“It was really about taking the risks at – one could say – the wrong time,” José Filomeno dos Santos, former chairman of Angola’s $5.1 billion sovereign wealth fund, told Private Equity International when we sat down to discuss its maiden profit in October 2017.
“People tend to buy assets when everybody else is buying, rather than when they are depreciating. That’s the real dynamic of the market; it’s not as rational as we would like.”
Dos Santos – the son of Angola’s former president – was removed from his position at Luanda-based Fundo Soberano de Angola in January following the replacement of his father by incoming president João Lourenço four months earlier. The former chairman made headlines again in late March amid formal accusations of fraud over the alleged illegal transfer of $500 million from Angola’s central bank to the UK, according to the BBC.
The sovereign wealth fund is now led by Carlos Alberto Lopes, a former finance minister. A spokesman told PEI the fund was in the process of putting together a new strategy in the wake of this change.
Dos Santos had led the fund since 2013 – one year after its formation. His tenure saw FSDEA report its first profit in September, with the $44 million of gains for 2016 largely driven by liquid assets and a reduction in total operating expenses from the previous year.
It has seven sector-specialised private equity investment funds focusing on areas such as healthcare, agriculture and infrastructure. Just $489.9 million of the portfolio’s $2.7 billion allocation to private equity had been invested as of 30 September 2017, according to a Q3 update. Dos Santos told PEI in October it planned to increase this allocation to $3 billion by the end of 2017, which it hoped to fully invest across the continent over the next three years.
Deploying capital in Africa is not without its challenges; those familiar with the continent often espouse the need for feet on the ground or acceptance in local markets. Private equity transactions, which sometimes require the negotiation of concessions to manage a state-owned enterprise for a set period, can be delicate matters, dos Santos noted.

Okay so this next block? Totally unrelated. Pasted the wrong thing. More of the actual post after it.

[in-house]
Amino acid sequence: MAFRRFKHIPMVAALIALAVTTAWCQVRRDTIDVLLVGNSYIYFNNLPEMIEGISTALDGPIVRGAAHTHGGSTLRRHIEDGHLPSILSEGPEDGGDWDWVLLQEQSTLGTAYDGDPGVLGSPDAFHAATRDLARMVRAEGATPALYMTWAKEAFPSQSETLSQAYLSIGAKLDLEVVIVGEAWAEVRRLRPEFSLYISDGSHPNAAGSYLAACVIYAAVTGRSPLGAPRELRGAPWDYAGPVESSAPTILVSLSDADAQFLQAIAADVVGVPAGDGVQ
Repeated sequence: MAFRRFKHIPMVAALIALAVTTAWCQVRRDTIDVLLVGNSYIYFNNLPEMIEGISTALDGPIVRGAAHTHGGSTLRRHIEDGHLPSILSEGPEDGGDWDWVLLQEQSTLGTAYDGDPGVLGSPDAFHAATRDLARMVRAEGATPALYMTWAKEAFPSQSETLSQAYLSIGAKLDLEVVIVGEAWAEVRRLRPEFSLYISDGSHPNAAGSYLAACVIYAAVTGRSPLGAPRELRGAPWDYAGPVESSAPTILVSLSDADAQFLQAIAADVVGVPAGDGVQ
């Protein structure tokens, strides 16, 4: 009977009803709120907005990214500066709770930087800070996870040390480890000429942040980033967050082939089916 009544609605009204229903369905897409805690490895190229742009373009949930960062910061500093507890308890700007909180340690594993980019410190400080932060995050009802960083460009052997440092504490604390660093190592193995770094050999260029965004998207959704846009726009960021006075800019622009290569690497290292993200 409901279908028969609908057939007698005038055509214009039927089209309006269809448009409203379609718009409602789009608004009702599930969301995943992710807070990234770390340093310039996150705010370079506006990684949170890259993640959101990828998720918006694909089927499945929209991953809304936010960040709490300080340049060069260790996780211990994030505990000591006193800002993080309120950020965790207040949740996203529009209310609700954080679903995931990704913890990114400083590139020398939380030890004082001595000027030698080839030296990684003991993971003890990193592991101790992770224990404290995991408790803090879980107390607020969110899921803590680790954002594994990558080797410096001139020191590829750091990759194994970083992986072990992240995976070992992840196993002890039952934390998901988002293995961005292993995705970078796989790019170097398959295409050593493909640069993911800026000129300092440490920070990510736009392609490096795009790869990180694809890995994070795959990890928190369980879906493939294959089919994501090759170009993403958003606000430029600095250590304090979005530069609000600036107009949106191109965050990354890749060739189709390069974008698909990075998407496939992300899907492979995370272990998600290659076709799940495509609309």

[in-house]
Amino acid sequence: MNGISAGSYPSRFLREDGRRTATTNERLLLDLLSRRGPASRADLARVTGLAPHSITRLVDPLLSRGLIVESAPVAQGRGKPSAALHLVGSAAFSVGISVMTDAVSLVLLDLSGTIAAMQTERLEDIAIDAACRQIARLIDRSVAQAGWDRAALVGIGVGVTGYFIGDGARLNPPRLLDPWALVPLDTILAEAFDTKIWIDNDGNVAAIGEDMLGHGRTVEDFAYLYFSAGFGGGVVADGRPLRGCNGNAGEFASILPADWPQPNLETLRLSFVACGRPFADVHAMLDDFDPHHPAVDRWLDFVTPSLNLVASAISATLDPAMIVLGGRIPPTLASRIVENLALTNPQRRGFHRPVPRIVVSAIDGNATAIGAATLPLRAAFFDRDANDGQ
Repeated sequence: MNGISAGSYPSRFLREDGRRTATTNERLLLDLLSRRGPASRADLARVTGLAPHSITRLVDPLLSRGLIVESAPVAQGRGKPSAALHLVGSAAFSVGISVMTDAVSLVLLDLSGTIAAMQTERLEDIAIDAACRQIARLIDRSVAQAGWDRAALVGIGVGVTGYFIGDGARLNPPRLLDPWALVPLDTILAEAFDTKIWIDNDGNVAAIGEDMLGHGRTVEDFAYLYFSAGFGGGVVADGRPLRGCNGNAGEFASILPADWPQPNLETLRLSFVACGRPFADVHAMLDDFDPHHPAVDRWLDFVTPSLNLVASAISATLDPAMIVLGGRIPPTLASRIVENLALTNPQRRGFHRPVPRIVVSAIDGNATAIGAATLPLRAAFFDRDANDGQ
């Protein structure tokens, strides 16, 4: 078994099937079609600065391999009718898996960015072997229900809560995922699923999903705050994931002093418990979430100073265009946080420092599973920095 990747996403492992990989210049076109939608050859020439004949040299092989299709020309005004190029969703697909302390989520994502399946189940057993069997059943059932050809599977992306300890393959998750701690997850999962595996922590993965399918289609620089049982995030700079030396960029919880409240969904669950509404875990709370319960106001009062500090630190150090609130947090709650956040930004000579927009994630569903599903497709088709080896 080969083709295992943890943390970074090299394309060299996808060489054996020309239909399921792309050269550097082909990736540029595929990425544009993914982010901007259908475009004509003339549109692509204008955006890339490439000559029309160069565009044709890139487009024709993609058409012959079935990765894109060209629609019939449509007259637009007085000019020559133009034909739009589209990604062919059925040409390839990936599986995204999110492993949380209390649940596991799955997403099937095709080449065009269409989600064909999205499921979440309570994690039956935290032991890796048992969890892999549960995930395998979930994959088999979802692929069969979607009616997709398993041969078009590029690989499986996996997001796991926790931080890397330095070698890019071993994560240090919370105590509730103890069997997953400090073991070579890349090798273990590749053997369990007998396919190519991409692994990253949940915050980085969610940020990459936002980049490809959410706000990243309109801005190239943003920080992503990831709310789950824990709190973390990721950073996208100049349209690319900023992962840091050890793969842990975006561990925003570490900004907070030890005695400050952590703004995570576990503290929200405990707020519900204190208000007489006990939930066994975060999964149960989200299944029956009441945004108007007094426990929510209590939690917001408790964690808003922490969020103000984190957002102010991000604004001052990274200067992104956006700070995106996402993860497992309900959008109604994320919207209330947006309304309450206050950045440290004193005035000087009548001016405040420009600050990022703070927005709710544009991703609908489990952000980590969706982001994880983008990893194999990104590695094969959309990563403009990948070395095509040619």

“It’s important to have obviously someone which is very well connected to these markets and which can follow up on the implementation of the deal as time goes on.”
In November, leaked Paradise Papers revealed the fund had granted management of a whopping 85 percent of its assets to just one external investment manager, Quantum Global. The Zug-headquartered firm was led by chief executive Jean Claude Bastos de Morais. De Morais – a friend of dos Santos – used FSDEA’s funds to make at least four investments in assets in which he held an interest, The Guardian reported.
An FSDEA spokesman told PEI at the time that its investment policy authorised the allocation of 100 percent of assets to a single external manager during its first 18 months of operations, between 2014 and 2015. During this period, Quantum had been hired to establish and manage its seven private equity funds.
“The basis of FSDEA’s investment policy is its initial endowment of $5 billion and its subsequent endowments of up to $3.5 billion per year, the equivalent to 100,000 barrels of oil per day based on the 2013 prices,” the spokesman said.
“Whereas the initial endowment was paid-in by mid-2014, the subsequent endowments were never received by FSDEA. This lack of additional endowments, which could have increased FSDEA’s capital to $15.85 billion between 2013-15, prevented the hire of two additional external managers during the period.”
FSDEA did not comment on whether its relationship with Quantum has changed since the leadership overhaul. What shape its new strategy will take remains to be seen, but its overall mission as a sovereign wealth fund is likely to remain unchanged.
“For a sovereign wealth fund it’s key to have a strategy that reaches all the way to the common man in the street,” dos Santos said in October. “Because at the end of the day, that’s how you’re going to be judged.”